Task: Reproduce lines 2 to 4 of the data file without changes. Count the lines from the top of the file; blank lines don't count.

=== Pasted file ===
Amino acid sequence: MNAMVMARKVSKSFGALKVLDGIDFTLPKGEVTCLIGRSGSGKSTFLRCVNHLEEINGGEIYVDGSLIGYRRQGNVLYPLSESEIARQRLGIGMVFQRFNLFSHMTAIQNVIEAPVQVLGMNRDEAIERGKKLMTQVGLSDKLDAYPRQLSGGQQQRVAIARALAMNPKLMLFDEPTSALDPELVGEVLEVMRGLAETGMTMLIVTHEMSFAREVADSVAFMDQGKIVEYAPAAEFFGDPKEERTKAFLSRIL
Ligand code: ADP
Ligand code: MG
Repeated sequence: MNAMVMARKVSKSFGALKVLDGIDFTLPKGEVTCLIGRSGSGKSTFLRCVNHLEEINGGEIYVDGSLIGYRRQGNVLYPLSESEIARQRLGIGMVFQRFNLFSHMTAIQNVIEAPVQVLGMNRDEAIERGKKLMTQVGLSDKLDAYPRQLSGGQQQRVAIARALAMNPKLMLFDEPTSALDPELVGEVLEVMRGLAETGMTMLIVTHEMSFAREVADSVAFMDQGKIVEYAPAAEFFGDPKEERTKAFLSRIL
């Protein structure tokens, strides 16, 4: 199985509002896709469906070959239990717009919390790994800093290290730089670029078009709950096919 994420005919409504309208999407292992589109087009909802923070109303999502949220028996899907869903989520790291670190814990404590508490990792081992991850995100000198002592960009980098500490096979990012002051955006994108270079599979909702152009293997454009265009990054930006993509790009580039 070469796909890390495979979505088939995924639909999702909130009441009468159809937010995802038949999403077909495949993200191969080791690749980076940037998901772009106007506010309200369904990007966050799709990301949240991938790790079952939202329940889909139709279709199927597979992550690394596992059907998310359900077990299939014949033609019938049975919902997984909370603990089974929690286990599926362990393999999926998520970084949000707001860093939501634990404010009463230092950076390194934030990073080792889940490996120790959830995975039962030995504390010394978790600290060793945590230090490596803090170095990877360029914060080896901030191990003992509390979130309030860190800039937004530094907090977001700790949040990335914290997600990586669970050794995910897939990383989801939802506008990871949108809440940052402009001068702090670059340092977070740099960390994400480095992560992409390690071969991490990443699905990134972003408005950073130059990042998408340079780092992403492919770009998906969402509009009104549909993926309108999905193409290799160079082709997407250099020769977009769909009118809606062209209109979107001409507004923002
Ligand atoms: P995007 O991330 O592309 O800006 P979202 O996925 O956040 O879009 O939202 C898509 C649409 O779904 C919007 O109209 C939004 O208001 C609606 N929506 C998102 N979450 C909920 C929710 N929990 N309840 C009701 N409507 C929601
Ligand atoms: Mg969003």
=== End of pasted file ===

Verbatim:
Ligand code: ADP
Ligand code: MG
Repeated sequence: MNAMVMARKVSKSFGALKVLDGIDFTLPKGEVTCLIGRSGSGKSTFLRCVNHLEEINGGEIYVDGSLIGYRRQGNVLYPLSESEIARQRLGIGMVFQRFNLFSHMTAIQNVIEAPVQVLGMNRDEAIERGKKLMTQVGLSDKLDAYPRQLSGGQQQRVAIARALAMNPKLMLFDEPTSALDPELVGEVLEVMRGLAETGMTMLIVTHEMSFAREVADSVAFMDQGKIVEYAPAAEFFGDPKEERTKAFLSRIL